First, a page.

As far as we know, there’s almost no such thing as effortless beauty. From facial treatments that leave your complexion dewy and luminous to the perfect winged eyeliner, experts reveal their most-trusted, insider hacks for CR‘s series, Beauty Secrets.
Fiona Stiles is a self-professed beauty nerd. Along with shots of her celebrity clients–Lily Collins, Zoey Deutch, Gabrielle Union, and Katherine Langford, to name a few–her Instagram grid is sprinkled with snaps of her seemingly endless makeup kit, from lines of lipstick tubes to pans of blush and bronzer, which are accompanied by product breakdowns and her application techniques. “Rather than telling people how to do things, a lot of makeup artists like to share our knowledge and experience because it’s been hard-earned,” Stiles tells CR. The makeup pro has a decades-long career that extends beyond red carpet beauty and into the editorial and commercial realms, too. Along the way, she’s picked up many skills and lessons, and lucky for us, she loves to share them.
Here, Stiles reveals what concealer trick she’s carried with her throughout her career, how to look your best for Zoom meetings, and why she shops the drugstore aisle.
Since the start of your career, how have you seen the beauty industry change?
“The world of makeup is very different from when I started because there was no internet. Researching things took a lot of luck and scrappiness. Now, although the industry is a lot more flooded, what’s so interesting is the access you have to people, the access you have to makeup tutorials, to actual makeup artists. It was impenetrable when I started in the ‘90s. If you didn’t know someone or know someone who understood the industry, it was very challenging to get here. Now, with one Google search you can watch seasoned makeup artists who are at the top of their game doing tutorials or at least watch them apply makeup, even if it’s just behind-the-scenes videos. That kind of access is remarkable. Although most makeup artists could make anything work out of any product, you get more of an actual education and it’s a shortcut. With that said, there is no shortcut for experience.”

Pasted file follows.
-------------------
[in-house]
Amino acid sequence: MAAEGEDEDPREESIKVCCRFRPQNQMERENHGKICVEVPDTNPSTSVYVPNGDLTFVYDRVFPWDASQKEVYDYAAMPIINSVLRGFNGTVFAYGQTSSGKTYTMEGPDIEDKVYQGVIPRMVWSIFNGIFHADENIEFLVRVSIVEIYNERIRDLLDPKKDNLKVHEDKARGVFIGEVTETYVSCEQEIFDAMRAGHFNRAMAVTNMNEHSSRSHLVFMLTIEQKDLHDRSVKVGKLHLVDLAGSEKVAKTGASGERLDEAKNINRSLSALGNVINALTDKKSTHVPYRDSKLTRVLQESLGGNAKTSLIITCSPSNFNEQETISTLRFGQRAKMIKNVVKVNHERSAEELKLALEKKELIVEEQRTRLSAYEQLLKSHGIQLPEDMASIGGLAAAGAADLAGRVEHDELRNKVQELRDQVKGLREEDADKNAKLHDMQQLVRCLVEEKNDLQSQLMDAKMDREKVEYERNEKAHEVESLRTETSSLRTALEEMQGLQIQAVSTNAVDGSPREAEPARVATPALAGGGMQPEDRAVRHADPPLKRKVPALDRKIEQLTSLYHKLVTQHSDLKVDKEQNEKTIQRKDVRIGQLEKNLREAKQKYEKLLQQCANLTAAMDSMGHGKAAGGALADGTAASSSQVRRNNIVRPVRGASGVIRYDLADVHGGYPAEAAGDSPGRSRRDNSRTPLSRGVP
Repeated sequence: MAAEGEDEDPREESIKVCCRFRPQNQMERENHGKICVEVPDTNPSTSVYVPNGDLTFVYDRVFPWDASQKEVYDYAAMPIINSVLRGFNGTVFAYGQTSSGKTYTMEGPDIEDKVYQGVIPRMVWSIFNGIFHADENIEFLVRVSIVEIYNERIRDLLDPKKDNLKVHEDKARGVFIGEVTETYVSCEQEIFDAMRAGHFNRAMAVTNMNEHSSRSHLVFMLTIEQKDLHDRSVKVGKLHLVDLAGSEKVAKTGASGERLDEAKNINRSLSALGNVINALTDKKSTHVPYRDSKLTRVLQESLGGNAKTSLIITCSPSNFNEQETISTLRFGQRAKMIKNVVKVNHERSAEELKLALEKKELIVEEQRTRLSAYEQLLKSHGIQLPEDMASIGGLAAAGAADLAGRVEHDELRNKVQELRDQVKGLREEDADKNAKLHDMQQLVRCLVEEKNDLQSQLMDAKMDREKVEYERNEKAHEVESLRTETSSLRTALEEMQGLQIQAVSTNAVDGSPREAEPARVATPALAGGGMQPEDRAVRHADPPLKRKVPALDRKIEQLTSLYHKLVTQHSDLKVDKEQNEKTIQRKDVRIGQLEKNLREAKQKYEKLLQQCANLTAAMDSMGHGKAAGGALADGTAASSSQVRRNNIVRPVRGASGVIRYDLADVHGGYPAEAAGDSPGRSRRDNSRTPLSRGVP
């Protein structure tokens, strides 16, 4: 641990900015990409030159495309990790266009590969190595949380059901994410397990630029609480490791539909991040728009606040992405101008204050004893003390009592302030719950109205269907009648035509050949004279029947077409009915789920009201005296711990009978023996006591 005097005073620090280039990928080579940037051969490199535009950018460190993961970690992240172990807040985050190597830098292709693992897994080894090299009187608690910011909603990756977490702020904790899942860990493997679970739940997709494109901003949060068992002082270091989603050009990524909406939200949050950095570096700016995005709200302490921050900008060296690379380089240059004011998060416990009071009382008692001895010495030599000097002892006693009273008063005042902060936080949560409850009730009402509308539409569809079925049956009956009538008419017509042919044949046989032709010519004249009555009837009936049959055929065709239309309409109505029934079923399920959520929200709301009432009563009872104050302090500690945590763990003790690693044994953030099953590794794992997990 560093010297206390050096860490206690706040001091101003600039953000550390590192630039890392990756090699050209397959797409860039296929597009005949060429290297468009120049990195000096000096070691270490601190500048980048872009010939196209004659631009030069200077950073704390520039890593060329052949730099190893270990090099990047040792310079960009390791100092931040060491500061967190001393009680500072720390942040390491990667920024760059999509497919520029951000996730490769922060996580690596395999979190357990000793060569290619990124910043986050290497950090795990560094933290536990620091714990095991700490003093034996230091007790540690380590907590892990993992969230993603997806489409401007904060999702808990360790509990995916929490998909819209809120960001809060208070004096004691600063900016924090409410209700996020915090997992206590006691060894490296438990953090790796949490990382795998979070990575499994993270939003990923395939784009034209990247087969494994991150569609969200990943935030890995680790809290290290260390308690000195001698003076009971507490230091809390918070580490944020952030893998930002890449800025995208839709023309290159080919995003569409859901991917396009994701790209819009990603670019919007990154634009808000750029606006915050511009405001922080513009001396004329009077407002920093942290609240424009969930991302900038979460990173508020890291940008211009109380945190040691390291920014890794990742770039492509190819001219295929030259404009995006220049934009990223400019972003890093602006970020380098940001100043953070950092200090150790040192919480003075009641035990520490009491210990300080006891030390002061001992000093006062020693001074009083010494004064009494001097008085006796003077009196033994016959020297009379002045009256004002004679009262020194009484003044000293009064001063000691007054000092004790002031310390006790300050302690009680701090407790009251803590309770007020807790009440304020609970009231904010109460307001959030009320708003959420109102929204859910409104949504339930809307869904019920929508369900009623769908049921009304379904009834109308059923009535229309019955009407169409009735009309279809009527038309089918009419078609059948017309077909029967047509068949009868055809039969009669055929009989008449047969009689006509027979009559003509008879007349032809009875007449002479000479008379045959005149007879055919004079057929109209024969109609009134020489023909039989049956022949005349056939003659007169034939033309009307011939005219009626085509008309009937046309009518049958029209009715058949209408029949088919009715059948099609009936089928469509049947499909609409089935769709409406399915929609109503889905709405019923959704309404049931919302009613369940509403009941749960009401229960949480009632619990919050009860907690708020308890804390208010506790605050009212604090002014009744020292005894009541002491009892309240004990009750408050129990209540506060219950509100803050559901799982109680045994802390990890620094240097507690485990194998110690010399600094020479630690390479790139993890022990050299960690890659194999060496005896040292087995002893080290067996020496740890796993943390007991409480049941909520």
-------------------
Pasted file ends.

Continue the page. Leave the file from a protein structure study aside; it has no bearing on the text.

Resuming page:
You’ve also done some tutorials and often share tips on Instagram. What are some personal takeaways from these?
“As far as sharing techniques, it’s very satisfying and rewarding as someone who’s put so many years into an industry to share it with someone else who can adapt it. I remember, one time the woman I used to assist told me how to cover a pimple and she’s like you do a cross hatching, you put product on it then you gently feather it out. That stuck with me for 25 years, and I still use that same technique because if you just pat it on you can’t get it to look seamless.”
Do you have any suggestions for those at home with time on their hands who are looking to learn a new beauty skill?
“In the time we’re living in now, I think it’s interesting to look at who you are doing makeup for. Are you doing makeup for yourself because you’re at home and you’ve got some free time and you want to practice? Are you doing makeup for a FaceTime or Google Hangout with your friends? Are you doing makeup because you’re working from home? I haven’t worn makeup for three weeks because I’m a mom and I’m home, and now I’m like a straight up full time mom. It just depends on what your situation is. If you have free time and you want to play, I would say bust out all the colors. Go nuts, do stuff you would never do, color outside the lines.